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Re: Parsing Emacs Lisp sexpr?

by choroba (Archbishop)
on Apr 07, 2020 at 22:12 UTC ( #11115197=note: print w/replies, xml ) Need Help??


in reply to Parsing Emacs Lisp sexpr?

> I guess whipping up a new parser is not hard...

Not as easy as it seems. I probably started from a wrong end, the logic in the actions collapse and tuple should be handled by the grammar itself, but hey: it's slow, but it works for the input.

#! /usr/bin/perl use warnings; use strict; use Marpa::R2; use open ':std', ':encoding(UTF-8)'; my $dsl = << '__DSL__'; :default ::= action => ::first lexeme default = latm => 1 PackageList ::= ('(1') Packages (')') Package ::= ('(') Name ('. [') Date Deps Desc Format Detail ('])') action => assemble Packages ::= Package Packages action => merge | Package action => [values] Date ::= List Deps ::= List | Nil Desc ::= String Format ::= Name Detail ::= List | Nil Dot ::= dot action => dot Nil ::= 'nil' action => nil String ::= ('"') Quoteds ('"') Quoteds ::= Quoted Quoteds action => concat | Quoted Keyed ::= (':') Name Elements action => tuple List ::= ('(') Elements (')') action => collapse Elements ::= Element Elements action => merge | Element action => [values] Element ::= number || Nil | String | Keyed | List | Dot || Name Name ::= id_chars Quoted ::= no_qq | escaped_qq action => unescape :discard ~ whitespace whitespace ~ [\s]+ id_chars ~ [-+@\w]+ no_qq ~ [^"] escaped_qq ~ '\"' number ~ [0-9]+ dot ~ '.' __DSL__ sub nil { undef } sub dot { \'.' } sub unescape { substr $_[1], 1 } sub concat { $_[1] . $_[2] } sub merge { [ $_[1], @{ $_[2] } ] } sub assemble { +{ name => $_[1], date => $_[2], dependencies => $_[3], description => $_[4], format => $_[5], details => { map @{ $_->[0] }, @{ $_[6] } } } } sub collapse { if (3 == @{ $_[1] } && 'SCALAR' eq ref $_[1][1]) { +{ $_[1][0] // "" => $_[1][2] } } else { $_[1] } } sub tuple { [ ('SCALAR' eq ref $_[2][0]) ? ($_[1] => $_[2][1]) : ('SCALAR' eq ref $_[2][1]) ? ($_[1] => { ($_[2][0] // "") => $ +_[2][2] }) : ($_[1] => $_[2]) ] } my $grammar = 'Marpa::R2::Scanless::G'->new({ source => \$ds +l }); my $recce = 'Marpa::R2::Scanless::R'->new({ grammar => $gra +mmar, semantics_package => 'ma +in' }); my $input = do { local $/; <> }; $recce->read(\$input) or die; my $value = ${ $recce->value }; use Data::Dumper; print Dumper($_) for @$value;

map{substr$_->[0],$_->[1]||0,1}[\*||{},3],[[]],[ref qr-1,-,-1],[{}],[sub{}^*ARGV,3]

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Re^2: Parsing Emacs Lisp sexpr?
by perlancar (Friar) on Apr 09, 2020 at 03:00 UTC

    Nice work! I wonder why you opt to parse this format specifically instead of the generic lisp format though.

    As for the speed, it's actually rather on-par with Data::SExpression, which uses Parse::Yapp. I commented out the dumping and then:

    % time perl 11115197.pl archive-contents
    
    real    0m7.449s
    user    0m7.036s
    sys     0m0.413s
    
    % time perl -MFile::Slurper=read_text -MData::SExpression -E'$ds=Data::SExpression->new; ($sexp, $text) = $ds->read(read_text "archive-contents.2");'
    real    0m5.411s
    user    0m5.386s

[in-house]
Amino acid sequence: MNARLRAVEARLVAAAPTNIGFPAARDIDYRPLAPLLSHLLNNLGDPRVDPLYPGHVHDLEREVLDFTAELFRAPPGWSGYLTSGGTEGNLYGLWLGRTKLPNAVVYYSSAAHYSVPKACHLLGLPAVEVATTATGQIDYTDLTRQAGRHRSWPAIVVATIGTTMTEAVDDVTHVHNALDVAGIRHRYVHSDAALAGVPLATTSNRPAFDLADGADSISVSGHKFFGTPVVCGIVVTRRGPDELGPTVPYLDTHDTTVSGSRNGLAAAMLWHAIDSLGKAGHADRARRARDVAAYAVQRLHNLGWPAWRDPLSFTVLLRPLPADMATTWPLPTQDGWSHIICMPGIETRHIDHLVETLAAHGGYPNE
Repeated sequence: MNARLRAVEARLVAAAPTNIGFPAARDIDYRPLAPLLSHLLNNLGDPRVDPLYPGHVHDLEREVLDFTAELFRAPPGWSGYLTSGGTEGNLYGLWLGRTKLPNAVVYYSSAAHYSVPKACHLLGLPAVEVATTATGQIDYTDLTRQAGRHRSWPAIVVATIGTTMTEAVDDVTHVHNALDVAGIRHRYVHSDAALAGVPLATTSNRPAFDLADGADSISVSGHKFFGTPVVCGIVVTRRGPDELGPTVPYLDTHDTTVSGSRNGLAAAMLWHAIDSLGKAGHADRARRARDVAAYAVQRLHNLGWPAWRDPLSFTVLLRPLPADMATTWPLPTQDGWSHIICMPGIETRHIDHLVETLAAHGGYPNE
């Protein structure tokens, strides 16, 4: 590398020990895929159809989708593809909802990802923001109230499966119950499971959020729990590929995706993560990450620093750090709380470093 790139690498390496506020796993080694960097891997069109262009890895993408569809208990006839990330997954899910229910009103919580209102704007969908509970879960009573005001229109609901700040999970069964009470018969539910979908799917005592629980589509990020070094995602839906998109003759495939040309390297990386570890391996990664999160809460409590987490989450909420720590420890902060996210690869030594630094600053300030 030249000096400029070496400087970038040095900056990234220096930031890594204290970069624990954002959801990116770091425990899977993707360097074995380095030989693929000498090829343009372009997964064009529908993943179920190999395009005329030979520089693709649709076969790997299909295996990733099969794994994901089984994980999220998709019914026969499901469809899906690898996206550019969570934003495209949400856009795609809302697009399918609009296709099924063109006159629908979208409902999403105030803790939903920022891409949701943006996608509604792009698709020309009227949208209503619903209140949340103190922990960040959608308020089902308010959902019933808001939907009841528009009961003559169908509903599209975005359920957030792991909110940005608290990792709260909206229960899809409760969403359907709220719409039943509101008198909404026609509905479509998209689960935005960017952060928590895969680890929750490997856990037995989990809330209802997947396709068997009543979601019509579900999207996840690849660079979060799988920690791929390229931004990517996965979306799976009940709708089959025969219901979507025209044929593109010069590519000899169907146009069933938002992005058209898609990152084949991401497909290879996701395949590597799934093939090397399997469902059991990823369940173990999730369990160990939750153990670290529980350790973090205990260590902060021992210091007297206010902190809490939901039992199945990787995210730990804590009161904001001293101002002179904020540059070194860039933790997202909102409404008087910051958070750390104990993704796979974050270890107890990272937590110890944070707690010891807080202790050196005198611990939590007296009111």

sys     0m0.025s
    

    archive-contents.2 is just the original file with replaced with ( ), and then the problematic @ atom replaced by "@".

    Perl regex or Regexp::Grammars will probably be several times faster.

      > I wonder why you opt to parse this format specifically instead of the generic lisp format though.

      As I said, I started from a wrong end. I'm kind of busy working from home and staying there with a wife and three children, so I didn't have time to fix it immediately. Here's a much simpler and faster version, which parses melpa's archive-contents in less than 5 seconds on my machine:

      #! /usr/bin/perl use warnings; use strict; use Marpa::R2; my $dsl = << '__DSL__'; :default ::= action => ::first lexeme default = latm => 1 List ::= ('(') Elements (')') Elements ::= Element+ action => [values] Element ::= List | Vector | Atom | String | Pair Vector ::= ('[') Elements (']') Atom ::= identifier String ::= ('"') Quoteds ('"') Quoteds ::= Quoteds Quoted action => concat | Quoted Quoted ::= backslash || qq || plain Pair ::= Element (dot) Element action => pair :discard ~ whitespace whitespace ~ [\s]+ dot ~ '.' backslash ~ '\\' qq ~ '\"' identifier ~ [-\w@:+]+ plain ~ [^\\"]+ __DSL__ sub concat { $_[1] . $_[2] } sub pair { +{ $_[1] => $_[2] } } my $grammar = 'Marpa::R2::Scanless::G'->new({source => \$dsl}); my $lisp = do { local $/; <> }; my $value_ref = $grammar->parse(\$lisp, {semantics_package => 'main'}) +; use Data::Dumper; print Dumper $value_ref;

      map{substr$_->[0],$_->[1]||0,1}[\*||{},3],[[]],[ref qr-1,-,-1],[{}],[sub{}^*ARGV,3]
        Thanks for this, choroba. It finishes in about 2 seconds on my computer, pretty impressive. I'll see what I can use to improve my SExpression::Decode::Marpa.

      And here's my stab at creating a Marpa-based parser, based on JSON::Decode::Marpa: https://github.com/perlancar/perl-SExpression-Decode-Marpa/. It's unfinished (its number and string rules, particularly, are still not adjusted), but can already parse the original archive-contents file, a bit faster than Data::SExpression:

      % time perl -Ilib -MSExpression::Decode::Marpa=from_sexp -MFile::Slurper=read_text -E'from_sexp(read_text "archive-contents")'
      
      real    0m4.023s
      user    0m3.818s
      sys     0m0.204s
      
      Anyhow, I tried hacking a regex-based parser here. It's "working" with some problem: 1) segmentation fault for larger data, indicating a leak somewhere. 2) parsing failure when e.g. the NUMBER rule fails to match and it matches ATOM instead, e.g. in this sexp: (1a) which fails, but (1) and (a) succeed.

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